My Five Questions series is back after a hiatus, and I’m excited to present the answers of Cai Emmons, author of a fascinating new novel, Weather Woman. Climate change plays a big role in this story of a young broadcast meteorologist who discovers a unique talent: she can not only predict the weather, she can make it.
Apart from its take on a fantasy just about everyone has at some point in their lives, Cai’s energy for promoting her book also caught my attention. Her unique approach includes a road trip to bookstores in most of the western states. You’ll notice that I had to expand this post to six questions, including one about her promotions, because I found Cai’s commitment to getting the word out about her work so inspirational.
How do you like to use climate-related themes? Why is this important to you?
I have been worried about climate change for years and think it is the pre-eminent problem the entire world currently faces. But until now it has not come up in my fiction. My novels don’t begin with issues as much as they begin with a particular character facing a difficult situation. As soon as I had developed a character who could change the weather it was inevitable that she would have to think about using her power to address the changing climate. In the latter part of the book she realizes that she cannot deal with the problem alone, it must be dealt with in collaboration with others. I don’t expect the book to change the minds of climate change deniers, but I do hope to spark thinking about how we can grapple with this enormous challenge.
Do you remember the first character you created?
Wow, that is a difficult question. I wrote a terrible novel shortly after I graduated from college—I shudder to think of it now—and the character in that book was very loosely based on myself, as I had no idea how to go about shaping the life of another person and making it seem credible. I can’t even remember the name of that character!
I don’t expect the book to change the minds of climate change deniers, but I do hope to spark thinking about how we can grapple with this enormous challenge.
How did you feel when you saw your work in print for the first time?
Holding in hand the copy of my first book, His Mother’s Son, was a truly magical moment. There was a feeling of having achieved a dream, of having arrived in some way. Of course, that moment was quite short-lived, as I was immediately dealing with issues that had to do with getting the work out into the world for others to read. But I remember the freedom associated with that moment. It was as if the world had given me permission to do whatever I wanted with my work.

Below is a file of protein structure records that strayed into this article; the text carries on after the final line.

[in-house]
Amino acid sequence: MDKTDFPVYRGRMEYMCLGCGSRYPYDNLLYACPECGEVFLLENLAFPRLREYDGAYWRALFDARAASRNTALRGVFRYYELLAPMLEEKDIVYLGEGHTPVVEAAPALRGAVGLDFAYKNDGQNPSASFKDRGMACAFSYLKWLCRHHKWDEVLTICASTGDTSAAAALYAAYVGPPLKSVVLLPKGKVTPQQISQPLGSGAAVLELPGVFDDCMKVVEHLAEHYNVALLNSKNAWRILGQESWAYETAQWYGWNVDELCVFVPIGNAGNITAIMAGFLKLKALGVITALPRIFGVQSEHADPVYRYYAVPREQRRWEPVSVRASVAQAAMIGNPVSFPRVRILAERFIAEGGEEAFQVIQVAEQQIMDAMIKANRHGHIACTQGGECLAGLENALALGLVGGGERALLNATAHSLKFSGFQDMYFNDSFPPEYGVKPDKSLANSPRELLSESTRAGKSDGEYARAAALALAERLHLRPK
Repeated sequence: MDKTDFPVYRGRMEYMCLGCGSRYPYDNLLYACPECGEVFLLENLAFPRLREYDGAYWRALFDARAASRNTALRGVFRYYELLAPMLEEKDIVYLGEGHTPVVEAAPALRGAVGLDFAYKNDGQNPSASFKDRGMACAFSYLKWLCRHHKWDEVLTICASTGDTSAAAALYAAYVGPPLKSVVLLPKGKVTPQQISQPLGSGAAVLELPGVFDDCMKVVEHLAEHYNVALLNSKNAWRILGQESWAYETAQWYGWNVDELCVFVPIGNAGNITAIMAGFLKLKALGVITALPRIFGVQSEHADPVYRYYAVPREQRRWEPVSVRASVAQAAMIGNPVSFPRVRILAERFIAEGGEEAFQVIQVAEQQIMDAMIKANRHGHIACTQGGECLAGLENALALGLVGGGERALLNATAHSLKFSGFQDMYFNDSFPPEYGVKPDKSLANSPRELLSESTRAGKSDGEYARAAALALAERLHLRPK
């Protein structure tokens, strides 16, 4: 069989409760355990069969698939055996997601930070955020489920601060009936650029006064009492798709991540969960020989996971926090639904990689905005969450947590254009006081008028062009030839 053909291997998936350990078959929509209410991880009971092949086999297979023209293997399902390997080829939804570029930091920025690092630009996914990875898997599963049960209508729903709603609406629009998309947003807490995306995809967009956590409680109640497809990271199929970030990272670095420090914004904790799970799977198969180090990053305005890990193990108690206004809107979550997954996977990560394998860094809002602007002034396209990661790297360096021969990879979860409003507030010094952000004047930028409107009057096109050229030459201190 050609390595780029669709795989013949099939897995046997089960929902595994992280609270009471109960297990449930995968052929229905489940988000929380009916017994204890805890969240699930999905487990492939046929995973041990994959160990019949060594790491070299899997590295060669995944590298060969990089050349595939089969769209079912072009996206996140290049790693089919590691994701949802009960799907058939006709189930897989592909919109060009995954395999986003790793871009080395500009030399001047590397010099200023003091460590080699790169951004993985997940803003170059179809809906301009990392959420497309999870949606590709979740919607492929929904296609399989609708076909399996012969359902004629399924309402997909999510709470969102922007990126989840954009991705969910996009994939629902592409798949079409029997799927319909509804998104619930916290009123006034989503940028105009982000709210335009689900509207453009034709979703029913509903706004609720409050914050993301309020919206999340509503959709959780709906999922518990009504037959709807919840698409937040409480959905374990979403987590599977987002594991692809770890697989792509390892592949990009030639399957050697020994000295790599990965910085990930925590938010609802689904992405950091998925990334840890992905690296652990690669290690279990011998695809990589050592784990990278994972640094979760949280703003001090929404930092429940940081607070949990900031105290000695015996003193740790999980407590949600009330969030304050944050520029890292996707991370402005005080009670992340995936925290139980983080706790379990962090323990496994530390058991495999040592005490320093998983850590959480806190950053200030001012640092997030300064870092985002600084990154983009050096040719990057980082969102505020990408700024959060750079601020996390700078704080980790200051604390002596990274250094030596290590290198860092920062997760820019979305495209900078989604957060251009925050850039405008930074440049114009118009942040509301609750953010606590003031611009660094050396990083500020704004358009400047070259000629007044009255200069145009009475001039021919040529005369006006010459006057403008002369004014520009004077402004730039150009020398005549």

What unique promotional activities are you trying?
My first two novels were well-reviewed, but not read as widely as I would have liked. I realized, with Weather Woman, that I needed to participate more actively in the promotion. Jane Friedman, the wonderful woman who helps authors deal with the “business” of writing, said that you should not force yourself to do things you are not good at or hate, but instead do the things you like and do well. It occurred to me that I am not bad at talking to people, and I like booksellers. I had also recently seen the owner of my yoga studio in a yoga pose on the side of a city bus. It occurred to me that I could do something similar. So I had my book cover put onto the side of a van, and I drove throughout the Northwest, then into Idaho, Montana, Colorado, and Utah, visiting dozens of independent booksellers and giving them advanced readers copies of my book. I had so many inspiring conversations with passionate booklovers. It was very energizing and empowering, and I felt good about taking matters into my own hands, regardless of the impact on sales.
If you were queen, what would you change about the publishing world?
I think my biggest issue with the publishing world is the fact that they are so bent on making books into blockbusters. Most books are not going to appeal to everyone, rather they have a more specific and narrow readership. I would love it if publishers could get behind those books too. A corollary of that would be to commit to developing authors they like, rather than dropping them if their sales are not stellar.
What is your next project? Timeline?
I am currently working on a novel called Hellion. I am too superstitious to say much about it. I will say that it is the first first-person novel I have written. And I have been writing scenes from three converging storylines that will eventually entail a huge stitching task. I have been sidelined—and will be for the next few months—as I promote Weather Woman, but I hope to be back at work on Hellion by the end of this year. I have a story collection called Vanishing coming out in 2019, so that will divert me a bit too, but my goal is to complete Hellion by the end of the summer of 2019.
Weather Woman is scheduled for release October 9, 2018. Read more Five Questions posts.
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